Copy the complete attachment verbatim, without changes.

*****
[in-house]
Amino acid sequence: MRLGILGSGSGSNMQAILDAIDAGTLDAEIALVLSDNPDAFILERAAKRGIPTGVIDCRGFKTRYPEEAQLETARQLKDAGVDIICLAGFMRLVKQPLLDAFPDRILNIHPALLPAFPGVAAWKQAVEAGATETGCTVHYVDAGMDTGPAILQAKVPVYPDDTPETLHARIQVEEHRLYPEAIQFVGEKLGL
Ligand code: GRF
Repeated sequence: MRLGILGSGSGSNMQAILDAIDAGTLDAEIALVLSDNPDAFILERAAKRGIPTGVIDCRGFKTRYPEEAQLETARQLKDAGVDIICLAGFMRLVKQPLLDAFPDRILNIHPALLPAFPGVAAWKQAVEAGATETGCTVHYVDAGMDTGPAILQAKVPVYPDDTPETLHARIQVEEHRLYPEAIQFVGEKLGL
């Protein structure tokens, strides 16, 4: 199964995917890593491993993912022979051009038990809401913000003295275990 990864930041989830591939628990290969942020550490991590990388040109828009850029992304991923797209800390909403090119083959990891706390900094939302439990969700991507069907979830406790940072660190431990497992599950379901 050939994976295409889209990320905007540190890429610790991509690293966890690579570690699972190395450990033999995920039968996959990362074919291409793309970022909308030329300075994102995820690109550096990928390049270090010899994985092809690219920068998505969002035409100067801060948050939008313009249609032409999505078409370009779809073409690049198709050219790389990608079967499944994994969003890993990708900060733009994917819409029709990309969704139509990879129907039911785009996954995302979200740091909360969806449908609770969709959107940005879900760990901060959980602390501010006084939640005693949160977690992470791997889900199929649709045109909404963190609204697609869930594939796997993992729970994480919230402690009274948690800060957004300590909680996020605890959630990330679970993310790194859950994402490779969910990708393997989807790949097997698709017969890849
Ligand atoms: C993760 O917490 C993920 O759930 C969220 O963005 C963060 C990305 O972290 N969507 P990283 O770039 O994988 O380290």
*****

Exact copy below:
[in-house]
Amino acid sequence: MRLGILGSGSGSNMQAILDAIDAGTLDAEIALVLSDNPDAFILERAAKRGIPTGVIDCRGFKTRYPEEAQLETARQLKDAGVDIICLAGFMRLVKQPLLDAFPDRILNIHPALLPAFPGVAAWKQAVEAGATETGCTVHYVDAGMDTGPAILQAKVPVYPDDTPETLHARIQVEEHRLYPEAIQFVGEKLGL
Ligand code: GRF
Repeated sequence: MRLGILGSGSGSNMQAILDAIDAGTLDAEIALVLSDNPDAFILERAAKRGIPTGVIDCRGFKTRYPEEAQLETARQLKDAGVDIICLAGFMRLVKQPLLDAFPDRILNIHPALLPAFPGVAAWKQAVEAGATETGCTVHYVDAGMDTGPAILQAKVPVYPDDTPETLHARIQVEEHRLYPEAIQFVGEKLGL
């Protein structure tokens, strides 16, 4: 199964995917890593491993993912022979051009038990809401913000003295275990 990864930041989830591939628990290969942020550490991590990388040109828009850029992304991923797209800390909403090119083959990891706390900094939302439990969700991507069907979830406790940072660190431990497992599950379901 050939994976295409889209990320905007540190890429610790991509690293966890690579570690699972190395450990033999995920039968996959990362074919291409793309970022909308030329300075994102995820690109550096990928390049270090010899994985092809690219920068998505969002035409100067801060948050939008313009249609032409999505078409370009779809073409690049198709050219790389990608079967499944994994969003890993990708900060733009994917819409029709990309969704139509990879129907039911785009996954995302979200740091909360969806449908609770969709959107940005879900760990901060959980602390501010006084939640005693949160977690992470791997889900199929649709045109909404963190609204697609869930594939796997993992729970994480919230402690009274948690800060957004300590909680996020605890959630990330679970993310790194859950994402490779969910990708393997989807790949097997698709017969890849
Ligand atoms: C993760 O917490 C993920 O759930 C969220 O963005 C963060 C990305 O972290 N969507 P990283 O770039 O994988 O380290």